Who is financially responsible?
A View From the Edge
I think there is a case being made for every homeowner (and that includes renters) nationwide to start a class-action lawsuit against police departments, municipalities, states and, yes, the federal government for the increase in their home insurance and local and state and federal taxes. The point is, every single person in the USA will be paying more in insurance and taxes next year because, sadly, in just one example, one ill-trained police officer put his knee on a “suspect” and killed him.
Look, the basic fact is that humans have emotions. Ask any insurance adjuster and they will tell you that their evaluation of insurance liability is partly based on human reactions. Insurers assume you want to obey the law and not drive down the street in the wrong lane or set fire deliberately to your own house. Insurers adjust their rates according to how normally compliant the population is. Similarly, the government has long assumed that most people want to obey the law and therefore they only plan on a small percentage needing law enforcement. The government makes assumptions that, when warned of a hurricane, people will heed warnings and get out of the way. In fact, they are quite clear about this: If you chose to stay behind when made to leave, the loss of life is on you, bub.
But human emotions are sometimes less predictable. After 9/11, many people rushed in to help with rescue and support of the firemen and police. Many of these good people have become sick as a result and without the Affordable Care Act’s (ACA)rules of “pre-existing conditions,” many of those would have no health insurance at all. In fact, the ACA caused many insurers to increase rates to “spread the load of pre-existing conditions” patients. Please note, not one insurer lost any money with the ACA, remember that, they simply readjusted their actuarial tables and increased the costs to you and me. Personally, I’m all in favor. Like roads, the military, the internet, etc., we all need to shoulder part of reasonable loads.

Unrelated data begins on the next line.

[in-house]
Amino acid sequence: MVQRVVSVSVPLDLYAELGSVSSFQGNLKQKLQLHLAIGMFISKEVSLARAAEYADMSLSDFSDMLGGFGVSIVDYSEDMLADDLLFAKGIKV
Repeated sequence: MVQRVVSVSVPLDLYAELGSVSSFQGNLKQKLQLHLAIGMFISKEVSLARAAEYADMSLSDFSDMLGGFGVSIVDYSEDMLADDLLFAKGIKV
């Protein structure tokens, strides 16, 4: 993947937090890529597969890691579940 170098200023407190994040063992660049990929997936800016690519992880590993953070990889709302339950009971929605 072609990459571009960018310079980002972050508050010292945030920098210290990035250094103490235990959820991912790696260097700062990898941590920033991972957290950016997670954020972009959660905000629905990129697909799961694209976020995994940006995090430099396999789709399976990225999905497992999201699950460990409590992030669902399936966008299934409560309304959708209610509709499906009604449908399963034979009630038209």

However, with the actions of a few badly trained and perhaps poorly selected police officers (Who’s to blame? Those who hire and so-called train them.), we all may be paying increased taxes and insurance rates because, that one knee-on-neck officer sparked $2,000,000,000 in property damage, not to mention police and National Guard pay. Yes, $2,000,000,000.
Do you want to blame the protesters? That’s like blaming the people who rushed in to help after 9/11 — their emotions governed their actions. You want to blame the BLM protesters? That’s also like blaming Mr. Floyd for being angry and protesting being killed. Emotions ruled the day, that’s human nature. So, too, with the BLM protesters who are frightened, outraged and demand change against a system that has, for hundreds of years, not really given a damn. Do you blame a forest fire on the trees being aflame, or the man who set a fire? Do you blame the 9/11 rescuers and volunteers for their emotional response, or do you blame the perpetrators?
If you blame the perpetrators, then, in the USA system, you can sue. Maybe sue police forces nationwide to make them take the two to three years most of Europe takes to properly train a police officer, or the excellent basic training in the U.S. military that weeds out rogues and undisciplined officers. We know how, here in America, to make this problem disappear but maybe we need to sue those setting us up for disaster and, instead, fix the system?
Peter Riva, a former resident of Amenia Union, now resides in New Mexico.